The Palo Alto, Calif., company is shipping the 36-way Sun Fire E20K and 72-way E25K servers with the new 1.5GHz processor, which officials say offers 20 percent more speed and up to five times the performance of its predecessor for the same price and within the same power envelope.
As with the previous systems upgraded with the new processor, Suns CPU/Memory Uniboard and the binary compatibility of the companys Unix operating system, Solaris 10, will enable customers already running servers with UltraSPARC III or IV to switch out the Uniboards with few, if any, changes to the high-end servers themselves, said David Yen, executive vice president of Suns Scalable Systems Group.
It also enables systems running UltraSPARC III, IV and IV+ to operate in the same chassis.
"Our goal was to minimize, if not eliminate, any disruption that needed to be created in an upgrade," Yen said. "By taking advantage of the hot-plug compatibility, [customers] can do an upgrade on the fly."
The upgrading of Suns high-end server line is the latest in a number of moves Sun and its competitors are making in the competitive Unix space. Sun first introduced the new chip Sept. 20 in its Sun Fire V490, V890, E2900, E4900 and E6900 servers.
Earlier this month, IBM, of Armonk, N.Y., rolled out its Power5+ RISC chip in its low-end p5 systems, and plans to bring it to the midrange and high-end next year. In addition, Fujitsu Computer Systems Corp., of Sunnyvale, Calif., next year will introduce dual-core technology in its SPARC64 processors.
For its part, Intel Corp. later this year will unveil the first of its dual-core Itanium processors. The Santa Clara, Calif., chip maker is targeting the 64-bit processors at the RISC space.
Yen said the backward compatibility of the technology is a key advantage for Sun, given businesses desire for investment protection.
"We look much more competitive now than we did two or three years ago," he said. "It shows a long-term commitment to customers, that were taking care of them, and that is making us much more competitive in deals."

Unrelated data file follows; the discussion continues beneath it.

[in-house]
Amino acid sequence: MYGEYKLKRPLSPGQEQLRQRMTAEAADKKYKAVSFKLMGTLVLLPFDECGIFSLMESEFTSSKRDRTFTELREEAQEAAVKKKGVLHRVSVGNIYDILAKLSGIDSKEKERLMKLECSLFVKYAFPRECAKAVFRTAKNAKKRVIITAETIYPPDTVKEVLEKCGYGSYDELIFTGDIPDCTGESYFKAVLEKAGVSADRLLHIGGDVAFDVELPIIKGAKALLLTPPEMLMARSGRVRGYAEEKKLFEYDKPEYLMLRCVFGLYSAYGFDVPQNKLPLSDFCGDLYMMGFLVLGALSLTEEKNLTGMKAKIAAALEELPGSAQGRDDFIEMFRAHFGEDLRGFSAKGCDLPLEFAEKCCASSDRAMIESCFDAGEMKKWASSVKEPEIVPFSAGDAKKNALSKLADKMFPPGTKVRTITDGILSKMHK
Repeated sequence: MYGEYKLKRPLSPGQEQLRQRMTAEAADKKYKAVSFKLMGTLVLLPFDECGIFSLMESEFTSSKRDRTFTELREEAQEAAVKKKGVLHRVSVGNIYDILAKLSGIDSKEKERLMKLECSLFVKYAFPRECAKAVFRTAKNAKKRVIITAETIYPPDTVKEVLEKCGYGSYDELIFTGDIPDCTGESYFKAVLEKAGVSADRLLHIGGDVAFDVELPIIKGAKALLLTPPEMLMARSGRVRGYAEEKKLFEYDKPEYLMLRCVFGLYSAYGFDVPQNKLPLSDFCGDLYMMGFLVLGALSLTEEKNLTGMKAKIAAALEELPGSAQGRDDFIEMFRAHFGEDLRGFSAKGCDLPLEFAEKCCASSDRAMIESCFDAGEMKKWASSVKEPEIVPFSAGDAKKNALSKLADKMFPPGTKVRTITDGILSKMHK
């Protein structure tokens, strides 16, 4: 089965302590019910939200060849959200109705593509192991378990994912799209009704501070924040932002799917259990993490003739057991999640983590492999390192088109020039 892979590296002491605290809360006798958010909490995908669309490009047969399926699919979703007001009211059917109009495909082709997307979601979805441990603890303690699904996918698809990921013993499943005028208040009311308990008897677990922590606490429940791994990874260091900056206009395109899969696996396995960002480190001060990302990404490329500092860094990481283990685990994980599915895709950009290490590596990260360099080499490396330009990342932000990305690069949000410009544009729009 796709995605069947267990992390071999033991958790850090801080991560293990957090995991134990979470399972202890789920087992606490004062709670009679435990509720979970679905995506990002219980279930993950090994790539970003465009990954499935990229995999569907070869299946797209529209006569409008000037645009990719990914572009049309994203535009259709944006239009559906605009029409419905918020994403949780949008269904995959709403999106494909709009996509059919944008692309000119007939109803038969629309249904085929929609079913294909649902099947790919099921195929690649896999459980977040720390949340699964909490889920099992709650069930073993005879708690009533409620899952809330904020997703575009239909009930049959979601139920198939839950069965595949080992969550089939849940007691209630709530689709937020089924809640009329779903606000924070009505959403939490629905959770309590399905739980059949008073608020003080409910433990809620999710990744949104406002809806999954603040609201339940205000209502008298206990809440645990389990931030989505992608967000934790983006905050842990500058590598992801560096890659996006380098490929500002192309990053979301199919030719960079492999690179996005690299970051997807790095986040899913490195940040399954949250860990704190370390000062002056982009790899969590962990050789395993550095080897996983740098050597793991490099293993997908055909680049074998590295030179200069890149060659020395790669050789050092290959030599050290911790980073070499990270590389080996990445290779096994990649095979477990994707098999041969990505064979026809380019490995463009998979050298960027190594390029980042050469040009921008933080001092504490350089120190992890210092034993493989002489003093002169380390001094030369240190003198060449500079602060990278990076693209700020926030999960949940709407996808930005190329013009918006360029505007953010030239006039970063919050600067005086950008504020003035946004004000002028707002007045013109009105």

UltraSPARC IV+ offers users an increased Level 3 cache and the Level 2 cache on the chip—a move designed to reduce latency when accessing data in memory. Enhancements to the chips pipeline also enabled Sun engineers to improve performance, and the transition to a 90-nanometer manufacturing process allowed Sun to keep the same power envelope, officials said.
With 72 UltraSPARC IV+ processors, the E25K can execute up to 144 instruction threads simultaneously, according to Sun. The upgraded systems are targeted at such workloads as high-volume databases, decision support and customer management.
The UltraSPARC IV+ also is part of Suns aggressive plan to expand its overall server offerings. The company is pushing into the x86 market with a line of Sun Fire systems running Advanced Micro Devices Inc.s Opteron processor, and last money unveiled the first of its "Galaxy" systems based on the chip.
In addition, Sun is partnering with Fujitsu Ltd. on a new line of RISC-based systems, called the Advanced Product Line, based on the next generation SPARC64 chip, codenamed "Olympus," and due out in mid-2006.
Early next year, Sun will start shipping systems based on its "Niagara" processors, which will feature as many as eight cores on a single chip, each of which will be able to run up to four instruction threads simultaneously. It also is working on "Niagara II" and "Rock," processors due in 2007 and 2008, respectively.
Sun also is planning speed bumps for UltraSPARC IV+, and is working on an upgrade to UltraSPARC IIIi, the UltraSPARC IIIi+.